in the space CL . In pursuit of the Ritz method, II, is called the approximate solution of Eq. (16) in the finitedimensional subspace ITy’ C LrL , if it minimizes F(v) in L.L r(n). We assume that the sequence of subspaces (Cl,l’> is projectionally complete in LrL , i.e. E,~J + q~for all v E CT, as n  co, where E, is the orthogonal projection into Up’. Analogously to Eqs. (32) and (33) the approximate solution U, satisfies
where E,,,is an arbitrary basic element of C?p). In multigroup notation, Eq. (61) clearly corresponds to the BubnovGalerkin scheme applied to Eq. (16), with Eq. (14) as a natural boundary condition. We note that scheme (61) could also be implemented in a larger class of variational principles, characterized by a real parameter ,K The present scheme would be obtained from this family by taking /3 = 1 [2]. The more general class, however, has not been used in any applications so far, and we therefore limit the considerations to the case @ = 1. The stability and convergence of method (61) is assured bv the following theorem, the proof of which is analogous to the proofs of Theorems 1 and 2. In obtaining lower bounds Eqs. (28) and (29) are used. THEOREM 3. Let u be the solution of Eq. (16) and II, the approximate solution in the jinitedimensional subspaceVi“‘. Then the inequalities
and ;! u  u, 11~< C [I u  E,u IL.
(C = const)
(62)
hold, where E,&is the orthogonal projection into Up’. Using Eq. (1.5), one can also estimate the oddparitv component by defining Z’., =  T‘Lu, . The error is given by II12’ze’,
= 11TlL(u 
u,)I~
<
1:
Tm’I/ j! u 
U,
/IL. S;
C ii
II 
&U
iiL ,
whence the convergence is of the same order as in the scheme given by Eqs. (32) and (33). It is expected from comparison of Eqs. (46) and (62) that the symmetrized variational scheme is superior to the scheme based on Eqs. (10) and (12) in problems where the quantity of physical interest does not depend on the odd
434
JUHANI
PITKhANTA
parity component of the solution. Such a quantity is, e.g., the angleintegrated flux r&(r) = J +(r, !2) dSZ = J u(r, SL) dG?. 0 0
Since the norm 11]JLcontains derivatives of I(, it is also expected that the symmetrized scheme produces smoother solutions. This is demonstrated by a numerical example in Section 5. 4.2. CompositeMethod In this section we consider a composite method, introduced in [6], where the symmetrization is carried out only partially. Let the region R be divided into two subregions: R = R, u R, . Let r, = r n aR, , r, = r n aR, , and r,, = aR, n aR, . Suppose that for all r E R, , fa(r, S&) = 0 and K,t,h(r, Sz) = 0, 4 E H being arbitrary. We now formulate the fourth form of the transport problem as follows. Find a function 4 = u + v, u E U, and v E V, , such that: (1) u satisfies Eq. (16) in R, and Eq. (14) on r, ,, (2) {u, v) satisfies Eq. (10) in R, and Eq. (12) on I’, , and (3) in R, u and v are related by Eq. (15). Obviously this problem is again equivalent to the original one. Proceeding to the variational approximation, we denote by a subscript the range of spatial innerproduct integration, if not R or r, e.g., (4,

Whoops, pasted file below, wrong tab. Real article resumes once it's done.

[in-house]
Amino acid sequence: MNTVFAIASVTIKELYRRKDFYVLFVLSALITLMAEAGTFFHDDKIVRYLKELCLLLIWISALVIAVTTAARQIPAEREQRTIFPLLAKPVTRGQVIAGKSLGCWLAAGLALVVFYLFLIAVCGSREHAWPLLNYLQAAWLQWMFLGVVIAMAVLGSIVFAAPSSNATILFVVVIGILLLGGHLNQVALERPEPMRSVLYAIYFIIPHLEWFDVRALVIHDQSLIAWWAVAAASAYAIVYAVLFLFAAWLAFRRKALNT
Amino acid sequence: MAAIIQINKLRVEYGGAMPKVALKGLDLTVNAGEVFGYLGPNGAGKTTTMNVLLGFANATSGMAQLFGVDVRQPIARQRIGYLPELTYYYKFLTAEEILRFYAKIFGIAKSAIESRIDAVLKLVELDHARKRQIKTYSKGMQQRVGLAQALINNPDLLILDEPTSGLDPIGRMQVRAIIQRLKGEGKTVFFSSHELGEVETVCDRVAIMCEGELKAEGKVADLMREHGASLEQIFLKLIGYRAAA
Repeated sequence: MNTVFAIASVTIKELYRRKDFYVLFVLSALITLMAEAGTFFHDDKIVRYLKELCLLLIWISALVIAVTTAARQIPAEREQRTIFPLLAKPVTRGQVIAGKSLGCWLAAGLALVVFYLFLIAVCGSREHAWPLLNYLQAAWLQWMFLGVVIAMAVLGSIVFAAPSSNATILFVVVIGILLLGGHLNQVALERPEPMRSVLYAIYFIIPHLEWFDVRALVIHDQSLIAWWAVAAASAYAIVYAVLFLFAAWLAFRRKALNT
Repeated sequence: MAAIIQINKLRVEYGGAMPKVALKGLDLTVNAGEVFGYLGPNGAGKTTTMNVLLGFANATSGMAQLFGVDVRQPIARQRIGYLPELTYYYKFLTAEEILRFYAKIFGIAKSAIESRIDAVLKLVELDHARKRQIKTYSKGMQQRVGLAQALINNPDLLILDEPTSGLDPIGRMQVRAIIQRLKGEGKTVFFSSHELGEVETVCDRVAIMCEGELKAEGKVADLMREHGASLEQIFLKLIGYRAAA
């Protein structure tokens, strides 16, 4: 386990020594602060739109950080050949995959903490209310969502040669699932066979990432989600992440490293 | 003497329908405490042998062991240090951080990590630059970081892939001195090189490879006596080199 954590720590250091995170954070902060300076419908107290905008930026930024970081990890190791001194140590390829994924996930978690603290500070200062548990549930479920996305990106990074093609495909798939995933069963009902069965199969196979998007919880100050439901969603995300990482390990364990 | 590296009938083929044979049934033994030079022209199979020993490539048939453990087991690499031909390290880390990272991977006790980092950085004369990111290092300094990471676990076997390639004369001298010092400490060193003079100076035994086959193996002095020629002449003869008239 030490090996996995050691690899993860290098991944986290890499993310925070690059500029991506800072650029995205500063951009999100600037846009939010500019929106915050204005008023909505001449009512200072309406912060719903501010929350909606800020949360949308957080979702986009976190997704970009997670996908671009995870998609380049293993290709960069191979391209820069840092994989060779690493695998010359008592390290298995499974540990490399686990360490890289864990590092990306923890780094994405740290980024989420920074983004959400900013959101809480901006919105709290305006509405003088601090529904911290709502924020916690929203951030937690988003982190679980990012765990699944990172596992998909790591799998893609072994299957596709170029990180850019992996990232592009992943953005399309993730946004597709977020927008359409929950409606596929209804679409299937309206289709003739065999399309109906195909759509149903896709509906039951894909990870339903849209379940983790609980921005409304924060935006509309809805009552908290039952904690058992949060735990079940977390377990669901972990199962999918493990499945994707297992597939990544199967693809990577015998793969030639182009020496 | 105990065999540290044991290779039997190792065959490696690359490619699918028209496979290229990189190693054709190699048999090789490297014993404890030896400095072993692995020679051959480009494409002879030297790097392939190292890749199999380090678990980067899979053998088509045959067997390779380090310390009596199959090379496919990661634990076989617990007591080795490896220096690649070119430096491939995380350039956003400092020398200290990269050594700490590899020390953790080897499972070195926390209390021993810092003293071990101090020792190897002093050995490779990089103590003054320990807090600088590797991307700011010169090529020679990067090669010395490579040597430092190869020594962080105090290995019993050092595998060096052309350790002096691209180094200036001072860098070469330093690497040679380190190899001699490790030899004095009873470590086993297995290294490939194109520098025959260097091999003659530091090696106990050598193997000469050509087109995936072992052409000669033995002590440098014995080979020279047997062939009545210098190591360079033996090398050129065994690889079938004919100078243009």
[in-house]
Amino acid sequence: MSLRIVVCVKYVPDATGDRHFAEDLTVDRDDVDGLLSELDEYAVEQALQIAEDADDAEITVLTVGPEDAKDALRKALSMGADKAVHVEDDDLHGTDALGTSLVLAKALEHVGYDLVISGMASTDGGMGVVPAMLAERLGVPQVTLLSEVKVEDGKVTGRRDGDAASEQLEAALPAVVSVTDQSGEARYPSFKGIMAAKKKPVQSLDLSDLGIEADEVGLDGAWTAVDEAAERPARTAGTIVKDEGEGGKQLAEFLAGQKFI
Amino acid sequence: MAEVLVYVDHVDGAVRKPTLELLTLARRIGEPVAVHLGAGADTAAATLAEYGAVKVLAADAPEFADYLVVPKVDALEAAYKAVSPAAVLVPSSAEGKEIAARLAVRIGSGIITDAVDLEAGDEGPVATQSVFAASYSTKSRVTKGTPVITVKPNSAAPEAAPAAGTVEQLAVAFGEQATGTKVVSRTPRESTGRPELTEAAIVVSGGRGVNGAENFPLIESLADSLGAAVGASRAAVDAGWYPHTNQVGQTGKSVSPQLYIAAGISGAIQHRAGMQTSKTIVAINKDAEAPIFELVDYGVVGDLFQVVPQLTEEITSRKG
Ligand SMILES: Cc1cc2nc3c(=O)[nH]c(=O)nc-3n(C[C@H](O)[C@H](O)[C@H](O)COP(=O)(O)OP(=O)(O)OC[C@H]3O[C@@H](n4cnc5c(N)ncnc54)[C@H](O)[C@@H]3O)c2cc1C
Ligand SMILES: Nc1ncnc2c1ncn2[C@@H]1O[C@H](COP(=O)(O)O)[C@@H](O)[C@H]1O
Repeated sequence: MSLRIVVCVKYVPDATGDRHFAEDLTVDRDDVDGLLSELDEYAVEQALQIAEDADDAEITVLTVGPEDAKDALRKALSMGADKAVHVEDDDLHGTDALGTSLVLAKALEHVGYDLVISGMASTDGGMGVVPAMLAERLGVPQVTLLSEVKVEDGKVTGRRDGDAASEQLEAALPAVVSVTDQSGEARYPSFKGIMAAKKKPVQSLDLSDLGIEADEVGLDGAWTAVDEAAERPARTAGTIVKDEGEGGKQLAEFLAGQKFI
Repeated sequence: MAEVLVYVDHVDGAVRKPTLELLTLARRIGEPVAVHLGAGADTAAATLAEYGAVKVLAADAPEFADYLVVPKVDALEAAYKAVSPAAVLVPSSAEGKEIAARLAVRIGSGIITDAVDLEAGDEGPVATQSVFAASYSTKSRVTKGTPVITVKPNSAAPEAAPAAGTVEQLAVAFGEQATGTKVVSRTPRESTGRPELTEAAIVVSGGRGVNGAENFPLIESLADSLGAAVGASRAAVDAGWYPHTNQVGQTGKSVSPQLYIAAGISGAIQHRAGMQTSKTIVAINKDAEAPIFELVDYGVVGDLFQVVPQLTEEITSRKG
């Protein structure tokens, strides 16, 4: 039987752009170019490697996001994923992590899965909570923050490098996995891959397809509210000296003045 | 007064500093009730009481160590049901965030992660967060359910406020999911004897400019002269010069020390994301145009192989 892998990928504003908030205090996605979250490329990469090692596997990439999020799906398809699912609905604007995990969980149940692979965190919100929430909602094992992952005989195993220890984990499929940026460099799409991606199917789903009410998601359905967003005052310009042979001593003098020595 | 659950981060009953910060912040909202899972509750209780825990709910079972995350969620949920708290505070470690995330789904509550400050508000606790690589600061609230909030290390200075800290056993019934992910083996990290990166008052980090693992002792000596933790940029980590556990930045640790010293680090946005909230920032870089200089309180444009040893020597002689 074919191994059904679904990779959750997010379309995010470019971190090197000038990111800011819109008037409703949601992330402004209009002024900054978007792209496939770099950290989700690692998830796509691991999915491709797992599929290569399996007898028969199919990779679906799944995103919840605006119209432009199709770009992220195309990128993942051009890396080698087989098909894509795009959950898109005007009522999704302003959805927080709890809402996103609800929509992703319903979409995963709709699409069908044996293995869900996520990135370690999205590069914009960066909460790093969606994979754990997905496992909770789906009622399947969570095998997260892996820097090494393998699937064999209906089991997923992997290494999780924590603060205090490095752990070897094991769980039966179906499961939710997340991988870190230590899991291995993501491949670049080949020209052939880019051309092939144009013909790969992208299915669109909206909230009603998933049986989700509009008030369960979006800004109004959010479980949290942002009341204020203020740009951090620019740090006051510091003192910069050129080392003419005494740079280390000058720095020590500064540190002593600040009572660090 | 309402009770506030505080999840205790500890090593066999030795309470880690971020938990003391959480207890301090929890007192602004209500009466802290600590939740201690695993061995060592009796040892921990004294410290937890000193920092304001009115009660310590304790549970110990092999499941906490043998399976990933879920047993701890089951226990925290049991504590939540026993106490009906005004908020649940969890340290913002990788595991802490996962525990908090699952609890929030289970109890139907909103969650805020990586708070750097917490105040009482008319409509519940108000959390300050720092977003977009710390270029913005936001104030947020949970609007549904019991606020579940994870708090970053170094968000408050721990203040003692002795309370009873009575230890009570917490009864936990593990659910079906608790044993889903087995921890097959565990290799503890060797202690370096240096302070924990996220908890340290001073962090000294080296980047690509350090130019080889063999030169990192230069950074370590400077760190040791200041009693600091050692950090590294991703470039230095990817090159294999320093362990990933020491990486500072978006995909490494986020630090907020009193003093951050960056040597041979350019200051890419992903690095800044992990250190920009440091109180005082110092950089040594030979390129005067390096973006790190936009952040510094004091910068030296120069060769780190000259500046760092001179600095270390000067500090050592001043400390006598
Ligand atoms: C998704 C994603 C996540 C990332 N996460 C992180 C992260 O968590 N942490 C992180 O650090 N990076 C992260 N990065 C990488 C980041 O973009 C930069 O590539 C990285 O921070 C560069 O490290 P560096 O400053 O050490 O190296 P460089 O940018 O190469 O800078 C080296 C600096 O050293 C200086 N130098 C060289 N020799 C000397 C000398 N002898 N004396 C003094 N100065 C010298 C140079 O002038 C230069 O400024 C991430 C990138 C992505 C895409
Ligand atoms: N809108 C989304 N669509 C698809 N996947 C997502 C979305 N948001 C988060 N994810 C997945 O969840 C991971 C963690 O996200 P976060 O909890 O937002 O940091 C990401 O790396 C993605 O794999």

, v&R,
=
and (a  n) #Ar, Q) p&r, a) dS dP.
Here n is the normal of r,, pointing toward R, . Assuming the functions are realvalued and ,k3= 1, we have the onespeed variational functional [6] %>
e, =
@?h
=h)R1
+
(CT
+
6~2

2(fs
+

WP, 
?d
(P, +
(?h Le)Rz 9J) 
(CT
0,
+
2(fa
, e)R,

(6 &)Rz

KCN
QR,
cpp, orI .
Denoting the approximate solutions by II, and vn the relationships corresponding to Eqs. (32), (33), and (61) become
APPROXIMATION
OF THE
TRANSPORT
OPERATOR
435
and

(%I 9 &,,
=
(fa 9 tn)R,*
(64)
Note that it is sufficient to define z!, in region R, only. For the stability and convergence of the composite variational method we state the following lemma, the proof of which follows from Theorems l3 in a straightforward manner. LEMMA 3. Let 9 = u + v be the solution of Eq. (10) and I& = u,, + v, the solution of Eqs. (63) and (64) in theJinitedimensiom1 space
HP’ = up
@ ,‘p)+
Then and
where C is a constant and E, and P,, are orthogonal projections into the spaces Up’ and HP’, respectively. Here the boundary integrations involved in the norm /I ILR, and II !l.,.B.Riare carried out over the surfaces ri = aR n aRi . 4.3. Eigenvalue Problem Consider the eigenvalue problem (L+TK)#=W#,
(65)